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"Canada can, within a positive friendly atmosphere, ask the Chinese government to resolve the Tibetan situation."

Bishop Desmond Tutu suffers ruptured disc, will miss peace summit

September 28, 2009

By Douglas Todd

Vancouver Sun - September 21, 2009

South African Archbishop Emeritus Desmond Tutu delivers remarks after being
presented with the J. William Fulbright Prize for International
Understanding Award in Washington November 21, 2008. Tutu has just announced
a campaign to save the whales.

South African Archbishop Desmond Tutu, a Nobel Peace Prize laureate, has
suffered a ruptured disc and will not be able to take part in the Vancouver
Peace Summit with the Dalai Lama.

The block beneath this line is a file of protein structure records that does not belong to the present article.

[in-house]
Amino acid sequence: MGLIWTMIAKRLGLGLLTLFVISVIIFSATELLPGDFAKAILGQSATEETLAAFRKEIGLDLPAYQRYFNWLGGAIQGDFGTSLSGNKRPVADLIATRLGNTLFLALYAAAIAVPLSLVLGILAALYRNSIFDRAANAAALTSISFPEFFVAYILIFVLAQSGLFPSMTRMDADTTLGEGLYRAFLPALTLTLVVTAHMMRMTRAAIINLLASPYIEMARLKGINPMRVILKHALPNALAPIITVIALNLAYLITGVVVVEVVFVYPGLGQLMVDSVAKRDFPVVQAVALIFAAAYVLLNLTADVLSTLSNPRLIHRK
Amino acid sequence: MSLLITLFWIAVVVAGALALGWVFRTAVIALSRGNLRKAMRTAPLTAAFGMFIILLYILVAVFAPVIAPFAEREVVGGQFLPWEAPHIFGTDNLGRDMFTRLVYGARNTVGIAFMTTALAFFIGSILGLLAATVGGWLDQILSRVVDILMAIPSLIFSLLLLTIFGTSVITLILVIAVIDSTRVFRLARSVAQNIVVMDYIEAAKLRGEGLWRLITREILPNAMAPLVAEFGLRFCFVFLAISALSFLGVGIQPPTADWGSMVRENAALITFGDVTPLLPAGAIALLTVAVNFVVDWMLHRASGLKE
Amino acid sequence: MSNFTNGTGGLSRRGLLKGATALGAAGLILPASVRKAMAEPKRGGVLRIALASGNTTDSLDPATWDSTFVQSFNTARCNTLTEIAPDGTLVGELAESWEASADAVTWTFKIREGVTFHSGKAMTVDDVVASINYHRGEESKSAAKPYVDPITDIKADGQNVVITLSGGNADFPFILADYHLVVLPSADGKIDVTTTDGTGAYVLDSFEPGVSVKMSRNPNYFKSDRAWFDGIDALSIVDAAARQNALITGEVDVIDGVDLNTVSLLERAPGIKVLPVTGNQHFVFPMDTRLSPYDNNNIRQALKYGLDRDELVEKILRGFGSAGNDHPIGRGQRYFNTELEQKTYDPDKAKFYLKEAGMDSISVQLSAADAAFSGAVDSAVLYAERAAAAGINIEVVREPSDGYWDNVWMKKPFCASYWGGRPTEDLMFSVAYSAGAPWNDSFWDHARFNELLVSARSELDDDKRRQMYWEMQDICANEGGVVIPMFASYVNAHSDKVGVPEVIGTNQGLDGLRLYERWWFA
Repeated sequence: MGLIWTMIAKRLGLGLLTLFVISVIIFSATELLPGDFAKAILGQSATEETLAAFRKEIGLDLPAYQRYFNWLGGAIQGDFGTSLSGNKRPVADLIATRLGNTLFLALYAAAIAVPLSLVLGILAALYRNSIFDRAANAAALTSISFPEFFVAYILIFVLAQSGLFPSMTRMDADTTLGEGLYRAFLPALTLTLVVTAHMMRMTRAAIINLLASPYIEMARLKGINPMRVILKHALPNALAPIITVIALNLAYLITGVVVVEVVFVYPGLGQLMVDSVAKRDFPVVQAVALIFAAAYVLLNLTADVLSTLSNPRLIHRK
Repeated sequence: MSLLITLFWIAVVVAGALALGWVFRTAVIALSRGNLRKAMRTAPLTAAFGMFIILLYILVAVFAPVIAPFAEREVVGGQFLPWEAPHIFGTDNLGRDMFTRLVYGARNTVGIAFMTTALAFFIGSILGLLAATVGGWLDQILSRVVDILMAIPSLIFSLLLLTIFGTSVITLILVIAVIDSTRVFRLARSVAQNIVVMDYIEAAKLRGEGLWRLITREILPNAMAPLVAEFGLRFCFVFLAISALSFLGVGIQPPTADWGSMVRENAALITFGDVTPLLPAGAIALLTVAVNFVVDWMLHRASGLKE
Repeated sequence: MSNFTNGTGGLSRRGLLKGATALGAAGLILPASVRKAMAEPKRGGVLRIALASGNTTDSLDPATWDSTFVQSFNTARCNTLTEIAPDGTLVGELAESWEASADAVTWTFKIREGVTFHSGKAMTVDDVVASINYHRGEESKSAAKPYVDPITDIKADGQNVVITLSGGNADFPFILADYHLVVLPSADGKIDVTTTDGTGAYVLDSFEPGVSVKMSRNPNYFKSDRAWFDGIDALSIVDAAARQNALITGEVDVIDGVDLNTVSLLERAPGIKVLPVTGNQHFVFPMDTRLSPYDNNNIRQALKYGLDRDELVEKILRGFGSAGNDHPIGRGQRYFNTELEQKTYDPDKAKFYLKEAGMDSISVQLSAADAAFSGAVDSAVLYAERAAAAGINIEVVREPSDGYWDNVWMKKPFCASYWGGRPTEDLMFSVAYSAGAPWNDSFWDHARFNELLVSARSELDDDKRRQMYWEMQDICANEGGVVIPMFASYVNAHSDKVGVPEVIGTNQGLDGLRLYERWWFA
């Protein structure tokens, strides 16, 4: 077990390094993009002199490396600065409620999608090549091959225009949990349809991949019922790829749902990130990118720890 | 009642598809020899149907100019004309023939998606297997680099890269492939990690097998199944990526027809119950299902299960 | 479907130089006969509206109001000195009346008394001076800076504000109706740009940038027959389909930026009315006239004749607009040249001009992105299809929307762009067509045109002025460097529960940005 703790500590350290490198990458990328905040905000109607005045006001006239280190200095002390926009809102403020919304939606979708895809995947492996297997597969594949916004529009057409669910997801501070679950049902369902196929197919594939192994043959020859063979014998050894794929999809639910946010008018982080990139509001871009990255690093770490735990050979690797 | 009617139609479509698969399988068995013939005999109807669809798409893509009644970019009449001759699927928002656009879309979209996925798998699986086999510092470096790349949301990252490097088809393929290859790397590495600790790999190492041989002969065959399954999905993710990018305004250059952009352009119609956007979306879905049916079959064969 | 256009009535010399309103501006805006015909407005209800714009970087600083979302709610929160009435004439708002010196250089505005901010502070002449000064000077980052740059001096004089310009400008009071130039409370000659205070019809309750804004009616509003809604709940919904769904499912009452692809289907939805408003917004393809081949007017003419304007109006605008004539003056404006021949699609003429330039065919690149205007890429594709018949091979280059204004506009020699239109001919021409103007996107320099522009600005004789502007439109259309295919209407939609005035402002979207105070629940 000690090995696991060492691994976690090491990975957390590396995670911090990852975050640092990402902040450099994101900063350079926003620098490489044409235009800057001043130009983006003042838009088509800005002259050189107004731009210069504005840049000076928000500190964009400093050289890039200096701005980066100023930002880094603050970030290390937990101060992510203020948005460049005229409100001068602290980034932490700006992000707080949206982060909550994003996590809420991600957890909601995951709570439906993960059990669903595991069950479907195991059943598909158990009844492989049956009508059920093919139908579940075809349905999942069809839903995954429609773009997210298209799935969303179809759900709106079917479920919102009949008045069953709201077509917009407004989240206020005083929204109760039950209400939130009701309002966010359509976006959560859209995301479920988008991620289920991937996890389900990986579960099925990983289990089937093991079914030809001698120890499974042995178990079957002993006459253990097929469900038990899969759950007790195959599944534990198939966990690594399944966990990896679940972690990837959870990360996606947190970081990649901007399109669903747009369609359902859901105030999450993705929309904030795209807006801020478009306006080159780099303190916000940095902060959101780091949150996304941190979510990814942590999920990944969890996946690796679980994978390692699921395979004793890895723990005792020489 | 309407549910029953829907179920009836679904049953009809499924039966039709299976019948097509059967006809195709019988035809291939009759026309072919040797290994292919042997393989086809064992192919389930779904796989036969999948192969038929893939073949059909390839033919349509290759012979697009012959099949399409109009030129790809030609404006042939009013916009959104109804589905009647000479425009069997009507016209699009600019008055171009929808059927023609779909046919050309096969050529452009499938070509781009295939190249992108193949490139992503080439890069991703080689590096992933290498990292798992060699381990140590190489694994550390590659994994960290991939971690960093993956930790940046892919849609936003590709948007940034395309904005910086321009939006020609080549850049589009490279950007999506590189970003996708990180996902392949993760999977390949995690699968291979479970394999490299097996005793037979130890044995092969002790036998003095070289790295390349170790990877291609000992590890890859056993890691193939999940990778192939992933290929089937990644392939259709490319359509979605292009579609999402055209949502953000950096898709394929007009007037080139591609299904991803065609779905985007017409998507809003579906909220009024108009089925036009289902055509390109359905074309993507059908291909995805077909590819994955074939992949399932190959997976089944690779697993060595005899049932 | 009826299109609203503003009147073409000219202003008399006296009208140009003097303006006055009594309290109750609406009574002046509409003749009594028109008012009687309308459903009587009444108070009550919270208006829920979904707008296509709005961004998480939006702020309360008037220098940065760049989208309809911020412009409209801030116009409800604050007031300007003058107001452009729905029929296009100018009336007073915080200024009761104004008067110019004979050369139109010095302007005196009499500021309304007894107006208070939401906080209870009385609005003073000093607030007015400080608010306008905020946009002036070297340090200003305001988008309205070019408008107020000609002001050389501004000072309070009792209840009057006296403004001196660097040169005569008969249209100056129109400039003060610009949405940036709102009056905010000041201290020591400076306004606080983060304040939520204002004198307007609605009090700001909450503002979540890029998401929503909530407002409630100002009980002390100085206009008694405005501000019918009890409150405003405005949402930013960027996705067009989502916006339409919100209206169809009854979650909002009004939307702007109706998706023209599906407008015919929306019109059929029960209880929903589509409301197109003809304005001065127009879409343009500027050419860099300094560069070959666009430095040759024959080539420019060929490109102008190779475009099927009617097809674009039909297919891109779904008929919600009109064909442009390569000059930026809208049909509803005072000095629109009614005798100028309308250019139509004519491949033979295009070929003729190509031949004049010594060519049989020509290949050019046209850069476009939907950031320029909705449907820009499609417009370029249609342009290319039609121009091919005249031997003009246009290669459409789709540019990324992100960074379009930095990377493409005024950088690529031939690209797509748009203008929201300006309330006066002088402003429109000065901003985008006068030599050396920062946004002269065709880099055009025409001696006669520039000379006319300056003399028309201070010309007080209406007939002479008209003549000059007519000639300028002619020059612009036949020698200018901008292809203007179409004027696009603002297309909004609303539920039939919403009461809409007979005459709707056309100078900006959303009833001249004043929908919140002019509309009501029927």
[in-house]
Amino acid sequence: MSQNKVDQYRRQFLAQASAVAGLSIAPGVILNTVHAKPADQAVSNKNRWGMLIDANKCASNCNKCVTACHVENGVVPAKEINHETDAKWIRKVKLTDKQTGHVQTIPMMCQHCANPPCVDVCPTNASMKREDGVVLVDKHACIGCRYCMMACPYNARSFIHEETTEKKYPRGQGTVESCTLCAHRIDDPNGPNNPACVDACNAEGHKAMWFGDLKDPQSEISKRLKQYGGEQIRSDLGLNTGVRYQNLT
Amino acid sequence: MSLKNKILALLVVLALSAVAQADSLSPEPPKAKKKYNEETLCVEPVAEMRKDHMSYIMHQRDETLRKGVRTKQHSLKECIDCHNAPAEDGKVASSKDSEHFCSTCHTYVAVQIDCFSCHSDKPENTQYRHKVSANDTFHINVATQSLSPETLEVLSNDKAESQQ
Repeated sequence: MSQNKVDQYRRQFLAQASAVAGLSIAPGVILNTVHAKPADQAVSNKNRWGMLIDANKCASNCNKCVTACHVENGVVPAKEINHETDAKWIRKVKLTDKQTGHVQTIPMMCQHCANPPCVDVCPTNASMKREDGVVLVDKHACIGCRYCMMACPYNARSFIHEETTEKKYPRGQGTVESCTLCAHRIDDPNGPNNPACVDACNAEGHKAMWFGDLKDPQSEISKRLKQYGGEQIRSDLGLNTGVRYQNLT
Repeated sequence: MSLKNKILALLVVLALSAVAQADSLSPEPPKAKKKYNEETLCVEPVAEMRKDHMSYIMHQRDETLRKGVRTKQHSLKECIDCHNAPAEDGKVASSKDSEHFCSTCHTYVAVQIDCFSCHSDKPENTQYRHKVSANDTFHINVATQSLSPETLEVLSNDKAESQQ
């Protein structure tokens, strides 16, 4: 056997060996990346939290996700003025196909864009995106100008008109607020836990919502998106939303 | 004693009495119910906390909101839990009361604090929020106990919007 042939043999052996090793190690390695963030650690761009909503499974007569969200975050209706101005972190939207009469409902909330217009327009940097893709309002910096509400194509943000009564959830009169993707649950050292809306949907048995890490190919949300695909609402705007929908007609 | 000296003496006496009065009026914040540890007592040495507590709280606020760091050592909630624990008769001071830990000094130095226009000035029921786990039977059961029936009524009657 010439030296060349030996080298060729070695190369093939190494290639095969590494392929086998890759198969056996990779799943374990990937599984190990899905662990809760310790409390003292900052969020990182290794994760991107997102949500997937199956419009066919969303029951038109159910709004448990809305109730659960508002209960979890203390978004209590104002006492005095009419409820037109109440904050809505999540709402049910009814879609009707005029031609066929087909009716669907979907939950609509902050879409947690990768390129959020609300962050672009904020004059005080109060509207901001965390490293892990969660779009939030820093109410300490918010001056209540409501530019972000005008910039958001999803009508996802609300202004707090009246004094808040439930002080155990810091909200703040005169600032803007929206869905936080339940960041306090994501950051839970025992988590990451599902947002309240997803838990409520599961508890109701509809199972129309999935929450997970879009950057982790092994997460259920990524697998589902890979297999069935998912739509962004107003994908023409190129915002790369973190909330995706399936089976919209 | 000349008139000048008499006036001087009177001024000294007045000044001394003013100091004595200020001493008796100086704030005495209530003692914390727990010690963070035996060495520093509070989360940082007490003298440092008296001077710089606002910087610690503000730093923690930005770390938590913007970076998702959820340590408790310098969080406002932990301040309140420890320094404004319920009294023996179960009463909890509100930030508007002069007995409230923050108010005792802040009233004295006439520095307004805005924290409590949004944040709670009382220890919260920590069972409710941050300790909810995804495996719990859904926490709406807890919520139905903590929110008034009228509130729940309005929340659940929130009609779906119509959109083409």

"He's 78 years old and things can go this way. But this came out of the
blue," said Victor Chan, organizer of the summit, which runs from Sept. 27
to 29. "His doctors have told him it would be a crazy idea to fly next
week."

In 2004, Tutu took part in another event in Vancouver with the Dalai Lama
and Nobel Peace Prize laureate Shirin Ebadi. Tutu was scheduled to part in a
Sept. 27 dialogue at the Chan Centre, which will include the Dalai Lama,
popular Vancouver spiritual writer Eckhart Tolle, well-known Buddhist monk
Matthieu Ricard, British educator Ken Livingston and Gov.-Gen. Michaelle
Jean.

That event "will still be wonderful," Chan said, "but we won't be able to
see this amazing relationship between Desmond Tutu and the Dalai Lama. Their
energy is explosive."

The Vancouver Peace Summit includes a wide variety of well-known spiritual
leaders and teachers, including five Nobel laureates, brain researcher
Daniel Siegel, religion scholar Karen Armstrong, motivational thinker
Stephen Covey and primate specialist Jane Goodall.
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